Monday, July 5, 2021

S'mores History and Recipes Potluck by Maya Corrigan


Happy Fourth of July Holiday! Cookouts are a traditional way to celebrate this holiday. For Potluck Monday, I'm delving into the origin of s'mores, a dessert that isn't the product of a chef's kitchen, but of cookouts where children made their own desserts over campfires. 

A s'more is a sandwich of a toasted marshmallow and a piece of chocolate bar between two graham crackers. The first printed recipe for s’mores is in the 1927 Girl Scout handbook, "Tramping and Trailing with the Girl Scouts." The recipe continued to be in Girl Scout publications under the name "Some More" for the next five decades. The ingredients of s’mores are all products of the mid to late 19th century. 

Graham Crackers

A Presbyterian minister and dietary reformer of the early 19th century, Sylvester Graham, promoted temperance and vegetarianism. He believed in using whole grains as a remedy for the poor health. His followers, known as Grahamites, developed and marketed graham flour, bread, and crackers. Opposed to adding spices or stimulants to food, the minister would be appalled at the use of graham crackers for s’mores.   

Solid Chocolate

For nearly all of its long history, chocolate was prepared as a drink. Mayan tombs have residue of chocolate on them. After chocolate was imported into Europe from the New World in the 16th century, it was used to make hot cocoa, served along with tea and coffee. In 1847 a solid form of chocolate candy was introduced by an English manufacturer, Fry and Sons. A Swiss company created solid milk chocolate in 1876. Not long after that, arsenic-laced bonbons turned up as a murder weapon in real life and in mysteries.

Marshmallows

The third component of s’mores has a long history. In ancient Egypt the sap of the marsh mallow (a relative of the hollyhock) was used for medicinal purposes. Early in the 19th century French confectioners created spongy treats by whipping dried marshmallow roots with sugar, water, and egg whites, and sold them in the form of lozenges. By the end of the century, a new process and the addition of gelatin resulted in a more stable form of marshmallow that would get gooey when heated but not fall apart.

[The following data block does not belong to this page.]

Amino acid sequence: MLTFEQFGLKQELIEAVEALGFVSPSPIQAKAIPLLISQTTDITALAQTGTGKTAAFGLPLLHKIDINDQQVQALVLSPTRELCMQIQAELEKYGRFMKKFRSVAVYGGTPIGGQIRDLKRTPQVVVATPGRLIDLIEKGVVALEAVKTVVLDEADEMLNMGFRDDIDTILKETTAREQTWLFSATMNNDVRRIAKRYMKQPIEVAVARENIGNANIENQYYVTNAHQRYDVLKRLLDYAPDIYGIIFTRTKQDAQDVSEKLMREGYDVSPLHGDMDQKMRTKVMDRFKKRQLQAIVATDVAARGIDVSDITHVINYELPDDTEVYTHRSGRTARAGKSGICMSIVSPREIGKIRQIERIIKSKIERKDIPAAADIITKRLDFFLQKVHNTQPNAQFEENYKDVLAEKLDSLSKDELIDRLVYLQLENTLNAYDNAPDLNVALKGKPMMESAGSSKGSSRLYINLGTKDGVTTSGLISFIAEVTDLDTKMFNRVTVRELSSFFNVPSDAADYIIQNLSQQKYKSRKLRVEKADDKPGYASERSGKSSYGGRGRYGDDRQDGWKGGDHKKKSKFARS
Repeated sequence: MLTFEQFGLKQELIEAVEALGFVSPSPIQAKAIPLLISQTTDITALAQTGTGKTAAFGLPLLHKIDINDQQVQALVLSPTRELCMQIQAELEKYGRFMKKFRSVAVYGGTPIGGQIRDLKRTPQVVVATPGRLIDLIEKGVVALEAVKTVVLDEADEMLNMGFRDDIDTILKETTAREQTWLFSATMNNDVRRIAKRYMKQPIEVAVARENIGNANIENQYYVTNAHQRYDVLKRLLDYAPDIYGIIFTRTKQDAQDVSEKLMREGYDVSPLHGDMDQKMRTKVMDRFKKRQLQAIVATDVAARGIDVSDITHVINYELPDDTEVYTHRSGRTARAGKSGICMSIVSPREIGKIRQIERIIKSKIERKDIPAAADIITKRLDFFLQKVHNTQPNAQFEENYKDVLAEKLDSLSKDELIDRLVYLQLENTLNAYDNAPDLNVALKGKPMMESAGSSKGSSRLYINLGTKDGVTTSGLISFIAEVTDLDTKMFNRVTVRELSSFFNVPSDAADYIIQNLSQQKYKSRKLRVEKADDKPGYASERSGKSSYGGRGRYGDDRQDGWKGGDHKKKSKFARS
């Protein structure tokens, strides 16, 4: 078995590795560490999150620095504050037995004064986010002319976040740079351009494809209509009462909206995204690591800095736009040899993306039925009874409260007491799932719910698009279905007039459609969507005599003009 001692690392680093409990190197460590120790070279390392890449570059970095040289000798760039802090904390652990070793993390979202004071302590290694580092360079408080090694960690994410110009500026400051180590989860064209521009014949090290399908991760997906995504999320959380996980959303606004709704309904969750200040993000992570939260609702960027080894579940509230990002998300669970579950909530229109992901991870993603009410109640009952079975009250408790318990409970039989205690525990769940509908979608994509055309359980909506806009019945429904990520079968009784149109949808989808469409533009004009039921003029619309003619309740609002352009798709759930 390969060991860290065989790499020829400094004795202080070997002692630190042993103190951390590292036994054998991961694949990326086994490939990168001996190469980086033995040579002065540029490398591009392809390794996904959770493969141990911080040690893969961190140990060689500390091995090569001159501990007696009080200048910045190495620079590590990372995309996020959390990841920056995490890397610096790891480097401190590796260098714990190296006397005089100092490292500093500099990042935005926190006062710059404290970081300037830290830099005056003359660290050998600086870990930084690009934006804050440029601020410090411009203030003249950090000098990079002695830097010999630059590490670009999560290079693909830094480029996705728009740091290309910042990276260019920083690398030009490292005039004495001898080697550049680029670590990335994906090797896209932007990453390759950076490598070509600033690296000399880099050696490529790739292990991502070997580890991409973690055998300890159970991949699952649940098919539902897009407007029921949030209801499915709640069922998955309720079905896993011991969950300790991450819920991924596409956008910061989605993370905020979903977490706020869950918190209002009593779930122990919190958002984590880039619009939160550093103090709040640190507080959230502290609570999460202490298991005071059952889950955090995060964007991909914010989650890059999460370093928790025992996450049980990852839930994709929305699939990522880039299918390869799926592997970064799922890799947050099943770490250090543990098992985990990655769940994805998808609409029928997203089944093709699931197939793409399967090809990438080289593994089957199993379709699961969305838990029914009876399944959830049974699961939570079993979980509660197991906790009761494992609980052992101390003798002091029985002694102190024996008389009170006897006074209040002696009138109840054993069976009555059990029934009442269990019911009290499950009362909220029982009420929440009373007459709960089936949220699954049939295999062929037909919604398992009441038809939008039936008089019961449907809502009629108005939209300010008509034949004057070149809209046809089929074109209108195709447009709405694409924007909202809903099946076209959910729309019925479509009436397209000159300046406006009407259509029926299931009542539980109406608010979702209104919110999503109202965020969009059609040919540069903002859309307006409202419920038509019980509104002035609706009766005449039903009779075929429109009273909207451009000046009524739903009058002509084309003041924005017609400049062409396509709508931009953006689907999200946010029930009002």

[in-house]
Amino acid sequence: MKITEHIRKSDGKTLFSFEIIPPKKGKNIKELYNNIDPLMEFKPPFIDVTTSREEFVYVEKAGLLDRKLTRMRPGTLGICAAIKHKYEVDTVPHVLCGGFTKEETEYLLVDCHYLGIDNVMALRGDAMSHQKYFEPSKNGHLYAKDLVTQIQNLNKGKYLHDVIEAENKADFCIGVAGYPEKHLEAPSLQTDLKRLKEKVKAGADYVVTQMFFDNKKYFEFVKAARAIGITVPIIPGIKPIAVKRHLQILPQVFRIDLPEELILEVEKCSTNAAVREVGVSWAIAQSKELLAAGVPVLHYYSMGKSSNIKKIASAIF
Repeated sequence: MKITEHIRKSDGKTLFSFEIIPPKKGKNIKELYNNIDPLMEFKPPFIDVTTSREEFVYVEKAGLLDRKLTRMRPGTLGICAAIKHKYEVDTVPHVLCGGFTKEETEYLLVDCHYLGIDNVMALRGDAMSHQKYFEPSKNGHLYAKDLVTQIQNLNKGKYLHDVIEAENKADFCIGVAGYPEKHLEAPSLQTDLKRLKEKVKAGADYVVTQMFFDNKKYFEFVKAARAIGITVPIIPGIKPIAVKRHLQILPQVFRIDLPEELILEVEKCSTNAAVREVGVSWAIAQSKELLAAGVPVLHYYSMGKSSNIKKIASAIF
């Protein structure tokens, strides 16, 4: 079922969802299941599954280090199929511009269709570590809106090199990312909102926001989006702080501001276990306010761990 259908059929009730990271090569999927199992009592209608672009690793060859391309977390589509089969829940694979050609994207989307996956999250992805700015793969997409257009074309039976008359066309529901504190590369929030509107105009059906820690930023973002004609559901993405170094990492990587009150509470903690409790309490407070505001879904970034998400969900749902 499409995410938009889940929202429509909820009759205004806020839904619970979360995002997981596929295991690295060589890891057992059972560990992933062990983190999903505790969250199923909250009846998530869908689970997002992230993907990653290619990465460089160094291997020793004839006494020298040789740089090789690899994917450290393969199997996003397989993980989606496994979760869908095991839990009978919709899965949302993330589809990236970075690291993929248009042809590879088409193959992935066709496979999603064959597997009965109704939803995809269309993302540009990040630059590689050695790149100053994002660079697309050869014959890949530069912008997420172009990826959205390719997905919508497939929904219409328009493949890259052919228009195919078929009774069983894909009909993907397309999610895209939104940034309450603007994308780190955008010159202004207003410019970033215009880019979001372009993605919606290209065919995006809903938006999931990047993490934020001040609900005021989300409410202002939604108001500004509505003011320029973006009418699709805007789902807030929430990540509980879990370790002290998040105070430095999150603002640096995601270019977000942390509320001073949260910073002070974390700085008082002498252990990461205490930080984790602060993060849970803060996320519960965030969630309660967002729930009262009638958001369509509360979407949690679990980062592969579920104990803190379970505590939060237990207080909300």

S’mores aren't just for campfires anymore. Upscale restaurants serve desserts named for s'mores with the same three ingredients as the campfire treat. The photo shows a beautiful s'mores cake a friend made.

On this blog we’ve shared several recipes based on the campfire s’mores, but made in the kitchen:

Cleo Coyle's Coffee S'mores  

Krista Davis's S'mores Pie

Holiday S'mores Bars by guest Shawn Reilly Simmons



Any giveaways associated with those posts are long over, but you can still enter a giveaway for S’more Murders, my 5th Five-Ingredient Mystery, and books by Maddie Day and Lucy Burdette. To enter, add a comment by noon on July 6  to yesterday’s post about picnic food.


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Maya Corrigan writes the Five-Ingredient Mysteries featuring café manger Val and her live-wire grandfather solving murders in a Chesapeake Bay town. Maya lives in a Virginia suburb of Washington, D.C. Before writing crime fiction, she taught American literature, writing, and detective fiction at Northern Virginia Community College and Georgetown University. When not reading and writing, she enjoys theater, travel, trivia, cooking, and crosswords.

Visit her website to sign up for her newsletter. One subscriber wins a book each time a newsletter goes out. Check out the easy recipes, mystery history and trivia, and a free culinary mystery story on the website.


Book covers of the 7 Five-Ingredient Mysteries by Maya Corrigan


S'more Murders

When Val caters a Titanic memorial dinner on a yacht in the Chesapeake Bay, long submerged grievances lead to murder.

A Titanic-obsessed yacht owner hires Val to re-create the final meal served on that doomed ship. The yachtsman's wife has happy memories of campfires with s'mores and insists that the treat be added to the dinner. On the anniversary of the ship's sinking, the yachtsman welcomes his guests aboard and assigns them roles in a murder mystery game, "Death on the Titanic." Val soon reaches the chilling conclusion that the host is fishing for the culprit in a real crime. When someone goes overboard, Val has to reel in a killer before s’more murders go down.

 




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Have a happy holiday with s'more of everything you love!

5 comments:

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  2. Fascinating history of s'mores! I've enjoyed making and eating them since my girl scouting days over 70 years ago but never knew the history. Just before Covid I went with my son's family to a ski resort where they had an outdoor propane firepit where guests could make s'mores in the evening. It brought back memories.

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  3. I always equate s'mores with Girl Scout camp! That is the first place I became acquainted with them.

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  4. I've tried variations on s'mores, but a campfire really makes a big difference.
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